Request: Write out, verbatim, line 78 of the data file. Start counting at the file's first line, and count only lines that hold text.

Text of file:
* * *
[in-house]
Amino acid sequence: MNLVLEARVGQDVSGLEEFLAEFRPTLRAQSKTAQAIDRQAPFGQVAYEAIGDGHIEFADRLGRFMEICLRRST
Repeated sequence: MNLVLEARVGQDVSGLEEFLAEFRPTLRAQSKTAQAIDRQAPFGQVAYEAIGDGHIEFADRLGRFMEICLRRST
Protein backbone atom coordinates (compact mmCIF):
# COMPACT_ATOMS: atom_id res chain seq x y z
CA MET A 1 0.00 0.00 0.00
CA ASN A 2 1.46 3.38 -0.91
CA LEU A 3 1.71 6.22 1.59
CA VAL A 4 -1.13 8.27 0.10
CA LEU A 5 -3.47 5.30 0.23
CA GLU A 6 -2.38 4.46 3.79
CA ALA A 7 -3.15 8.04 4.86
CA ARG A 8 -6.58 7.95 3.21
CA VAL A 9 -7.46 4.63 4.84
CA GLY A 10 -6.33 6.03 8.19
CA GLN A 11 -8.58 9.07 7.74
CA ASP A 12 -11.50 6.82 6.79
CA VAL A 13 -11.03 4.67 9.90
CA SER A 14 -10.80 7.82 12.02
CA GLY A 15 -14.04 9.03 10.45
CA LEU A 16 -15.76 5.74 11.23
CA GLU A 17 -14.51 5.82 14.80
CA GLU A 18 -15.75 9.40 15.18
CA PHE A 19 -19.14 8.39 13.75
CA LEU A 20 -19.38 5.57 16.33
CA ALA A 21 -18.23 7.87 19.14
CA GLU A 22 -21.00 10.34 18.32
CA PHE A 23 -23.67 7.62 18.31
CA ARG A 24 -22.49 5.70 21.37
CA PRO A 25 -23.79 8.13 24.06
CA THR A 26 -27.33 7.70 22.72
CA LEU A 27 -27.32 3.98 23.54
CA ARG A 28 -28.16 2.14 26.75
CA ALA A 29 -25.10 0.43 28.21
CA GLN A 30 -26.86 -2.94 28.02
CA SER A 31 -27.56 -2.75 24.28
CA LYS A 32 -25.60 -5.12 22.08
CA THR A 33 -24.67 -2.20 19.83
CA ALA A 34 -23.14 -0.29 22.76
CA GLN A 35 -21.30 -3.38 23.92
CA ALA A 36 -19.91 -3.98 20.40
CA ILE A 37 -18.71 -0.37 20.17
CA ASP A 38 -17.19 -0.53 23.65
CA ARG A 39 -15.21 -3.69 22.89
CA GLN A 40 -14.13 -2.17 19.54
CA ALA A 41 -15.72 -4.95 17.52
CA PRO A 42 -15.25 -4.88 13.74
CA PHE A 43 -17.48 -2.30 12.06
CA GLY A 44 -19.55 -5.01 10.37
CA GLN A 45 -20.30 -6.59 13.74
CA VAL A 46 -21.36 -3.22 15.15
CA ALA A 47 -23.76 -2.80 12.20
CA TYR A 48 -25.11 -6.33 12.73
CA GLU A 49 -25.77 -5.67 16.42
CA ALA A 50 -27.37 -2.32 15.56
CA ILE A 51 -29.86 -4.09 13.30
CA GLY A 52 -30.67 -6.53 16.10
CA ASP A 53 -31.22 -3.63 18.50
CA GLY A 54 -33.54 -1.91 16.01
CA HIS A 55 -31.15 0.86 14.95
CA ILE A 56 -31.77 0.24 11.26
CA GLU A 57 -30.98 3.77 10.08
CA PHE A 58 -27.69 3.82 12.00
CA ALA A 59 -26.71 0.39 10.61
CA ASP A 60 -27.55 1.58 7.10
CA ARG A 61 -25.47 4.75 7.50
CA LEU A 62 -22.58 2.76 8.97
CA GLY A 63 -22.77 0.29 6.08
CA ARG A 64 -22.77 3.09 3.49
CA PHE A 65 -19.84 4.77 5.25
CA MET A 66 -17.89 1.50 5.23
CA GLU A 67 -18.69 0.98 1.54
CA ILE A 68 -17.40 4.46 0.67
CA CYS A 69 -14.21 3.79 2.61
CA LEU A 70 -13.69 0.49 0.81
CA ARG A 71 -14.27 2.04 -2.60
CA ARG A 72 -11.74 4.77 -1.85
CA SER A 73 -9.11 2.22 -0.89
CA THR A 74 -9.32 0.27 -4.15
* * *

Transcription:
CA SER A 73 -9.11 2.22 -0.89